Daily Archives: September 9, 2019

How To Live in Air Conditioning

From Sight and Sound (Summer 1985). This is a revised and expanded version of a lecture given at the Rotterdam International Film Festival’s Market in early 1985, the second year I attended the festival. Some of it’s obviously very dated now (hopefully in a way that’s historically instructive) and some of it anticipates a few of the arguments made in my book Movie Wars: How Hollywood and the Media Limit What Films We Can See 15 years later. The late Huub Bals, director and presiding spirit of the Rotterdam festival, asked me to give this talk, and, as I recall, it was well attended; the audience members included, among others, Eszter Balint (the female lead in Stranger Than Paradise), Bernardo Bertolucci, Sara Driver, Jim Jarmusch, and Rudy Wurlitzer. –- J.R.

A feeling of having no choice is becoming more and more widespread in American life, and particularly among successful people, who are supposedly free beings. On a concrete plane, the lack of choice is often a depressing reality. In national election years, you are free to choose between Johnson and Goldwater or Johnson and Romney or Reagan, which is the same as choosing between a Chevrolet and a Ford — there is a marginal difference in styling.Read more »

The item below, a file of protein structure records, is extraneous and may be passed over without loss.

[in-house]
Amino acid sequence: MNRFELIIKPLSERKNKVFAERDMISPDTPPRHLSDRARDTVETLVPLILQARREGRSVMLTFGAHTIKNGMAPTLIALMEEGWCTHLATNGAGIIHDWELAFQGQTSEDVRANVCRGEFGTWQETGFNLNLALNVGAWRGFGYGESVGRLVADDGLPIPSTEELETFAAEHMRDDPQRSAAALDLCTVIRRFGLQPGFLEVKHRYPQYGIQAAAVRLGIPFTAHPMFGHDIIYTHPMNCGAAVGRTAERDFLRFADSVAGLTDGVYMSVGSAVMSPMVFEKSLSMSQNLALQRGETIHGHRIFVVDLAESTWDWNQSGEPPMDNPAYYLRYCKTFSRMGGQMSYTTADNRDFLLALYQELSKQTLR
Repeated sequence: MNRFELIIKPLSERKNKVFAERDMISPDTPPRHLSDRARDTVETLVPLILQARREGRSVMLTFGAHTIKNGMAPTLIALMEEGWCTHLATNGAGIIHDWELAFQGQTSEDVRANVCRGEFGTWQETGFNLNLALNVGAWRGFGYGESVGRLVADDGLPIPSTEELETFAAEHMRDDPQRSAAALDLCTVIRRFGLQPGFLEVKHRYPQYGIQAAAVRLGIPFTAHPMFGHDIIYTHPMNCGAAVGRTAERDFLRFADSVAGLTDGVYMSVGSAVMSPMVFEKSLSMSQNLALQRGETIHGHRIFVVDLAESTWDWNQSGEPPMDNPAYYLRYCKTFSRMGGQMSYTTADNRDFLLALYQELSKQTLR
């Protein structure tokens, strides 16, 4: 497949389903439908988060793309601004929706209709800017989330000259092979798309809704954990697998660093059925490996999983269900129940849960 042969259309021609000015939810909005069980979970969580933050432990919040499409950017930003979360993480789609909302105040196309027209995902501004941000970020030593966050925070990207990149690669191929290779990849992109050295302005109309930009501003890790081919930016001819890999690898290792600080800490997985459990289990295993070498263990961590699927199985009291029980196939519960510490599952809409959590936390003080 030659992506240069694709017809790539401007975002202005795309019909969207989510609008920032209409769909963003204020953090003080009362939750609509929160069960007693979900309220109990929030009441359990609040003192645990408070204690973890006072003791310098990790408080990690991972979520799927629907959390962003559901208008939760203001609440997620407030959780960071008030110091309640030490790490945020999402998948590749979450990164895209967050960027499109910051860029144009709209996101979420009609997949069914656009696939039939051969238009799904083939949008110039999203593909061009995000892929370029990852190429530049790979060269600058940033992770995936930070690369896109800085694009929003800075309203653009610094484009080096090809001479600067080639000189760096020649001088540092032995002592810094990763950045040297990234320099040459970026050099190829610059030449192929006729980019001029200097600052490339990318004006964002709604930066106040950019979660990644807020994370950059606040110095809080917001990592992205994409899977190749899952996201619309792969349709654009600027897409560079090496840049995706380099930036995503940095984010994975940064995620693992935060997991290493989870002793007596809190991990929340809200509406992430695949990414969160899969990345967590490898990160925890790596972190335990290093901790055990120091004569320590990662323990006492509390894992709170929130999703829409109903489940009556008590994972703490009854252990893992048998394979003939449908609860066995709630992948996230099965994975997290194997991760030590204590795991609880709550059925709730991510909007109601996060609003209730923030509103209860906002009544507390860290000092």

Paris Journal, Spring 1972 (Paris moviegoing, MODERN TIMES)

This was the second column I wrote for Film Comment, when that magazine was still a quarterly. It became a bimonthly the following year, and for a span of about seven or eight years, I wrote a column for almost every issue: initially a Paris Journal, it later became a London Journal, and finally, after I moved back to the states, a column known as “Moving” that more or less concluded with a piece that became the “prelude” in my first book, Moving Places: A Life at the Movies (Harper & Row, 1980; 2nd ed., University of California Press, 1995). –J.R.

 

According to the current issue of  Pariscope -– an indispensable guide to local moviegoing — 260 films will have public screenings in Paris this week: 217 at commercial theaters, and 43 at the two Cinémathèques. By rough count, only 67 of these (about one fourth) are French. A hundred more are American, and the remaining 93 are split between fifteen other nationalities. Of the non-French films, approximately 40% are subtitled; except for a dozen or so at the Cinémathèques that will be shown without translation, the rest are dubbed.

It is possible that New York is beginning to surpass Paris in the number of interesting films that one can see.… Read more »